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Time to discipline NHL’s Campbell

The art of discipline starts with acknowledging that youve failed to get your employees to improve on their own, and ends with sending consistent messages about punishment if they dont shape up. The NHL these days is not doing either. Anyone who has watched the playoffs this year must be shaking their heads at some of the decisions the leagues top cop Colin Campbell has handed down. Indeed, the only thing consistent about Campbells decisions has been his inconsistency.
Lets review two of his more contentious decisions (and they were his first and most recent ones). His first was to give Philadelphia Flyer Daniel Carcillo a one-game suspension for punching Pittsburgh Penguin Maxime Talbot in the head in the waning minutes of a game out of reach. He also fined Philly coach John Stevens US$10,000 for allowing that to happen, declaring that the NHL will not tolerate attempts by clubs to send a message late in a game when the outcome had been determined.
But Campbell yesterday did a 180, apparently deciding to endorse the very message he had decried four weeks earlier. He refused to suspend Carolina Hurricane Scott Walker for sucker-punching Boston Bruin Aaron Ward in the head late in the game on Sunday. In fact, he overturned the referees on-ice decision to hand out a misconduct, a fighting major and a minor for instigating that would have resulted in an automatic one-game suspension because it occurred in the last five minutes of the game.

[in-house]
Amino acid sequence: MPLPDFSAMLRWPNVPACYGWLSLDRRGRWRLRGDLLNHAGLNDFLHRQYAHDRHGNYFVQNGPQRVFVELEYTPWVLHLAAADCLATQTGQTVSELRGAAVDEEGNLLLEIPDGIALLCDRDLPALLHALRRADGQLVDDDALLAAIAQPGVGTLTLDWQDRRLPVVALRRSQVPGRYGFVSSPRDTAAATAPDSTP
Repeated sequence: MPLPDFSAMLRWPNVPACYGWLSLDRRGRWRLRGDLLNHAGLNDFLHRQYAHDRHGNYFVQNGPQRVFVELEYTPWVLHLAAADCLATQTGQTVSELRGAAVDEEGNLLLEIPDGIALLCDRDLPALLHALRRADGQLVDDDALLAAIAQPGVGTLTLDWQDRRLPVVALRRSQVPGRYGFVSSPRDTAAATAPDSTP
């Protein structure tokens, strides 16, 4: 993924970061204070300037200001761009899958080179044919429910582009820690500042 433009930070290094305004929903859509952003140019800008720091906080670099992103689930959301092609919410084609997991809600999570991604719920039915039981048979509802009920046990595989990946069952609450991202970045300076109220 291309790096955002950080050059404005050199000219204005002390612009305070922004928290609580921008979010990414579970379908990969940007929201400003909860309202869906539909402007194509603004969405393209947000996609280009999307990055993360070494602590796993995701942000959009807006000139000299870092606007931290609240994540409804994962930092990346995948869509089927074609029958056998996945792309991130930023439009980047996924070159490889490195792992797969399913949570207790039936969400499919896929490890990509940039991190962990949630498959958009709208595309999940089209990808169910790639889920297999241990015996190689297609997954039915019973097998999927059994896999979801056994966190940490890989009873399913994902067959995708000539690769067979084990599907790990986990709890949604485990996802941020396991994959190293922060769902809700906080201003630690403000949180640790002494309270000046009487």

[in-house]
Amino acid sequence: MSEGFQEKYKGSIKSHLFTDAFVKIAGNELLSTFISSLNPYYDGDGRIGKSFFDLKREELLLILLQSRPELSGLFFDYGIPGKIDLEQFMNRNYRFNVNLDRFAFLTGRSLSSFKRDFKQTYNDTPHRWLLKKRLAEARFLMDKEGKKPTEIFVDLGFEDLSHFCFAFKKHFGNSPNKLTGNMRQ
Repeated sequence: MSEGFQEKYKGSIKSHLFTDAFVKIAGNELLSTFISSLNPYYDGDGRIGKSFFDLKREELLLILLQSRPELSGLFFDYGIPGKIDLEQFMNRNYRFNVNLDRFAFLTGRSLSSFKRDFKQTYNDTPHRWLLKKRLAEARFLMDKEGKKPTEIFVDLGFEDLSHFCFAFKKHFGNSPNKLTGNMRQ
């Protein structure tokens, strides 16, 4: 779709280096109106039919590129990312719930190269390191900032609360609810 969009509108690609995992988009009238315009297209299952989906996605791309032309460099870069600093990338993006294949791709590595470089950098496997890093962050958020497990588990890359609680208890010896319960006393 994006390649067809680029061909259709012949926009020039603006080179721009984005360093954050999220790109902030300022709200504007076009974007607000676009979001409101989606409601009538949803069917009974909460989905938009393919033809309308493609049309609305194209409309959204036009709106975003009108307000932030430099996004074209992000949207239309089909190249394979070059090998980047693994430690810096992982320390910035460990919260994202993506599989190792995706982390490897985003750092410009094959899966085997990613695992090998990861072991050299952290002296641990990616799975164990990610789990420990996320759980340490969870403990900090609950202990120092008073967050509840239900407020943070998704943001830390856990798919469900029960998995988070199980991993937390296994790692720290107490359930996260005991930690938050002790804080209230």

Never mind that Walker was the third man into the altercationanother NHL no-noand may have broken a bone in Wards face, whereas Carcillos blow did little damage. Instead, Walker was given a US$2,500 finehardly punishment at all. Campbell is making the NHL look bush league at a time when it needs to save face in the southern U.S. In short, his inconsistency
* means players wont change their ways; * annoys the leagues employeesthe players and coaches; * angers the leagues fansi.e., its customers.
Conspiracy theorists might suggest Campbell is making these ridiculous decisions to take the heat off his boss, NHL czar Gary Bettman, who has been portrayed rather unflatteringly by the media lately. But the truth is Campbell just cant make up his mind about what the NHL wants from its playersand that means his actions are doomed to fail.
Hockey is a hard-nosed sport and dust-ups are inevitable. When they happen, the referees are the ones who are supposed to decide on the appropriate punishment. Senior managers like Campbell should only step in as a last resort on altercations that are egregious. Only one event of that nature has happened so far, when Washington Capital Donald Brashear was given a five-game suspension for blindsiding New York Ranger Blair Betts.
Campbell got that one right, but every other decision hes made has been wrong, because he has contradicted himself time and time again. Campbell is not doing his job and now its up to Bettman to step in and show his wayward lieutenant the error of his ways. If Campbell continues to make decisions and not back them up with any kind of logic, then Bettman should discipline and, ultimately fire him if he doesnt shape up.
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